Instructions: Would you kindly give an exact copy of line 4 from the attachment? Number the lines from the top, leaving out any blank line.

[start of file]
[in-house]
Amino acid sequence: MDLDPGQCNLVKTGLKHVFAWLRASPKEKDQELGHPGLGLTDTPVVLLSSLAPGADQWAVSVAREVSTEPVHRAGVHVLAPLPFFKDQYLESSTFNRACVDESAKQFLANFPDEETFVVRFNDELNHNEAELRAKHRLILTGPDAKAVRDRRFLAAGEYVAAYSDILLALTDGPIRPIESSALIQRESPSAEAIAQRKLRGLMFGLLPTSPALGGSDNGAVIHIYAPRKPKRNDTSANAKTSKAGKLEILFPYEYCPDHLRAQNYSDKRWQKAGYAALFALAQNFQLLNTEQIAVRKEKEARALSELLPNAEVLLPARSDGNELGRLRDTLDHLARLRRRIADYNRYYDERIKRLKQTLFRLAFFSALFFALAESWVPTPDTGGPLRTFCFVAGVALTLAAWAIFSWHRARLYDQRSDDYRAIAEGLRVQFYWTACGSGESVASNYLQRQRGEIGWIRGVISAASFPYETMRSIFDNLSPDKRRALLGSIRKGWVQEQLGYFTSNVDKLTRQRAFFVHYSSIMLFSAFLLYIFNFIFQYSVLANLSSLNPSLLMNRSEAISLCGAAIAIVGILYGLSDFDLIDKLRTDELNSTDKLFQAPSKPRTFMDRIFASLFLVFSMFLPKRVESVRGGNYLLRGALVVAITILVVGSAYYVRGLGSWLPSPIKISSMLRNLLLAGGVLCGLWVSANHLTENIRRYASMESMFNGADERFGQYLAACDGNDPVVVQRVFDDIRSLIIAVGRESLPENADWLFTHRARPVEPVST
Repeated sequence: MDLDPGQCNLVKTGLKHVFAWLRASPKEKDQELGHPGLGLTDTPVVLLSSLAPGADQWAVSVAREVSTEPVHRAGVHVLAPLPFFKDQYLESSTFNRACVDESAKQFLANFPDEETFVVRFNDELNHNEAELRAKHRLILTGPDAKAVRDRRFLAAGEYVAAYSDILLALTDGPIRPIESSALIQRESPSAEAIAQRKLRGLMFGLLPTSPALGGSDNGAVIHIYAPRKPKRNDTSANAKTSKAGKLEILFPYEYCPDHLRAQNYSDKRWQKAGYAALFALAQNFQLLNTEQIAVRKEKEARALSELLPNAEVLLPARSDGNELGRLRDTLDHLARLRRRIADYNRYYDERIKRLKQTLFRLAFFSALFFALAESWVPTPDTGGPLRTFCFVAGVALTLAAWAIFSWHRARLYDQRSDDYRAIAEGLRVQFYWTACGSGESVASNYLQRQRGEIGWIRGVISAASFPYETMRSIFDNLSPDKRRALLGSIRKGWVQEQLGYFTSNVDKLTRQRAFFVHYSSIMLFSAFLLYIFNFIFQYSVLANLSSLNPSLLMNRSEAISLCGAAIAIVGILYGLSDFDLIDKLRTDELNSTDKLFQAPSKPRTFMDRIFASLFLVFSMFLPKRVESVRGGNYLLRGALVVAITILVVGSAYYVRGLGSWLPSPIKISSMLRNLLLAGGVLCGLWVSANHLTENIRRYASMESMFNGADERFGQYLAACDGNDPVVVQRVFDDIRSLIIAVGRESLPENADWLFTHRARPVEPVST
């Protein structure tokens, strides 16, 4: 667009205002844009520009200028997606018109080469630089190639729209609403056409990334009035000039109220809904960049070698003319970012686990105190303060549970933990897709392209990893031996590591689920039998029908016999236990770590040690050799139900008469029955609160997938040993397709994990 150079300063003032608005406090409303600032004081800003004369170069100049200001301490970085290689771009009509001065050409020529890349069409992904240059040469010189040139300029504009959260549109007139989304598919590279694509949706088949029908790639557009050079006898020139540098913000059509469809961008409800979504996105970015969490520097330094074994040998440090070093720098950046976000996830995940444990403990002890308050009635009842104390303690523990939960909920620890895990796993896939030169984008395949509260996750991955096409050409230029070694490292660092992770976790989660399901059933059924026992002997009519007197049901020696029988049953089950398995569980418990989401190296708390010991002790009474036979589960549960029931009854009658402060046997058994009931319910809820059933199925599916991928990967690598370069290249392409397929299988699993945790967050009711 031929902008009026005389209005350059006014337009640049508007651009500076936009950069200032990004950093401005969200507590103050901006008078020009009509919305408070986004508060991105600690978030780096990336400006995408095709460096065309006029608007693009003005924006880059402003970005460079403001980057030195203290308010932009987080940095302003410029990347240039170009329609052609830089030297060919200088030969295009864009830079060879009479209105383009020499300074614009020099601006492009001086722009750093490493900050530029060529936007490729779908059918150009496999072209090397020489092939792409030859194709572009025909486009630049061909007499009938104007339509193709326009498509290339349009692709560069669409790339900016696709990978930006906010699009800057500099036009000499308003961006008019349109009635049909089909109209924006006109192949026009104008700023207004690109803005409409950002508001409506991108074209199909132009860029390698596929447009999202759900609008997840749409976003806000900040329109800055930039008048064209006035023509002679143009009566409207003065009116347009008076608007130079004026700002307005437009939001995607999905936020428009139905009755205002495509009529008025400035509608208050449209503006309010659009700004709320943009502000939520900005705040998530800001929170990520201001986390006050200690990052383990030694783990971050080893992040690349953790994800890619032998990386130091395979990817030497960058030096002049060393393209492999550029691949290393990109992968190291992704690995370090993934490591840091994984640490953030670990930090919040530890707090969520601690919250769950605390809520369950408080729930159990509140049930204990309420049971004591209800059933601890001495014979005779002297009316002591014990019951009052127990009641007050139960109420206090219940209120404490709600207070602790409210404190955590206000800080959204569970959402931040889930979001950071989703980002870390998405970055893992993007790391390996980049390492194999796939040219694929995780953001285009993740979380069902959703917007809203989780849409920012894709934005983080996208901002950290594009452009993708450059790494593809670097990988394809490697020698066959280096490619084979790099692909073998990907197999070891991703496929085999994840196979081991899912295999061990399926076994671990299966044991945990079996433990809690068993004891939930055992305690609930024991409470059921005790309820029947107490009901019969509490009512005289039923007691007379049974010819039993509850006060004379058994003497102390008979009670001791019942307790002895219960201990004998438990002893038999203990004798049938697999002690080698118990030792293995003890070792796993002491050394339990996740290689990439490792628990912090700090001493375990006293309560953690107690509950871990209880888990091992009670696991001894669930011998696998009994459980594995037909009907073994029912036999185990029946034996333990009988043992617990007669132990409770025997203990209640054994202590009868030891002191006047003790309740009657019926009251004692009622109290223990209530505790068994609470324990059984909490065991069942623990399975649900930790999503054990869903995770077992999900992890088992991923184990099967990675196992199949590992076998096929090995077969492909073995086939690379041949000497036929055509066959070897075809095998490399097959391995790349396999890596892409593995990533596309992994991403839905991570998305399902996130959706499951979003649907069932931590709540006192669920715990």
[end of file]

């Protein structure tokens, strides 16, 4: 667009205002844009520009200028997606018109080469630089190639729209609403056409990334009035000039109220809904960049070698003319970012686990105190303060549970933990897709392209990893031996590591689920039998029908016999236990770590040690050799139900008469029955609160997938040993397709994990 150079300063003032608005406090409303600032004081800003004369170069100049200001301490970085290689771009009509001065050409020529890349069409992904240059040469010189040139300029504009959260549109007139989304598919590279694509949706088949029908790639557009050079006898020139540098913000059509469809961008409800979504996105970015969490520097330094074994040998440090070093720098950046976000996830995940444990403990002890308050009635009842104390303690523990939960909920620890895990796993896939030169984008395949509260996750991955096409050409230029070694490292660092992770976790989660399901059933059924026992002997009519007197049901020696029988049953089950398995569980418990989401190296708390010991002790009474036979589960549960029931009854009658402060046997058994009931319910809820059933199925599916991928990967690598370069290249392409397929299988699993945790967050009711 031929902008009026005389209005350059006014337009640049508007651009500076936009950069200032990004950093401005969200507590103050901006008078020009009509919305408070986004508060991105600690978030780096990336400006995408095709460096065309006029608007693009003005924006880059402003970005460079403001980057030195203290308010932009987080940095302003410029990347240039170009329609052609830089030297060919200088030969295009864009830079060879009479209105383009020499300074614009020099601006492009001086722009750093490493900050530029060529936007490729779908059918150009496999072209090397020489092939792409030859194709572009025909486009630049061909007499009938104007339509193709326009498509290339349009692709560069669409790339900016696709990978930006906010699009800057500099036009000499308003961006008019349109009635049909089909109209924006006109192949026009104008700023207004690109803005409409950002508001409506991108074209199909132009860029390698596929447009999202759900609008997840749409976003806000900040329109800055930039008048064209006035023509002679143009009566409207003065009116347009008076608007130079004026700002307005437009939001995607999905936020428009139905009755205002495509009529008025400035509608208050449209503006309010659009700004709320943009502000939520900005705040998530800001929170990520201001986390006050200690990052383990030694783990971050080893992040690349953790994800890619032998990386130091395979990817030497960058030096002049060393393209492999550029691949290393990109992968190291992704690995370090993934490591840091994984640490953030670990930090919040530890707090969520601690919250769950605390809520369950408080729930159990509140049930204990309420049971004591209800059933601890001495014979005779002297009316002591014990019951009052127990009641007050139960109420206090219940209120404490709600207070602790409210404190955590206000800080959204569970959402931040889930979001950071989703980002870390998405970055893992993007790391390996980049390492194999796939040219694929995780953001285009993740979380069902959703917007809203989780849409920012894709934005983080996208901002950290594009452009993708450059790494593809670097990988394809490697020698066959280096490619084979790099692909073998990907197999070891991703496929085999994840196979081991899912295999061990399926076994671990299966044991945990079996433990809690068993004891939930055992305690609930024991409470059921005790309820029947107490009901019969509490009512005289039923007691007379049974010819039993509850006060004379058994003497102390008979009670001791019942307790002895219960201990004998438990002893038999203990004798049938697999002690080698118990030792293995003890070792796993002491050394339990996740290689990439490792628990912090700090001493375990006293309560953690107690509950871990209880888990091992009670696991001894669930011998696998009994459980594995037909009907073994029912036999185990029946034996333990009988043992617990007669132990409770025997203990209640054994202590009868030891002191006047003790309740009657019926009251004692009622109290223990209530505790068994609470324990059984909490065991069942623990399975649900930790999503054990869903995770077992999900992890088992991923184990099967990675196992199949590992076998096929090995077969492909073995086939690379041949000497036929055509066959070897075809095998490399097959391995790349396999890596892409593995990533596309992994991403839905991570998305399902996130959706499951979003649907069932931590709540006192669920715990």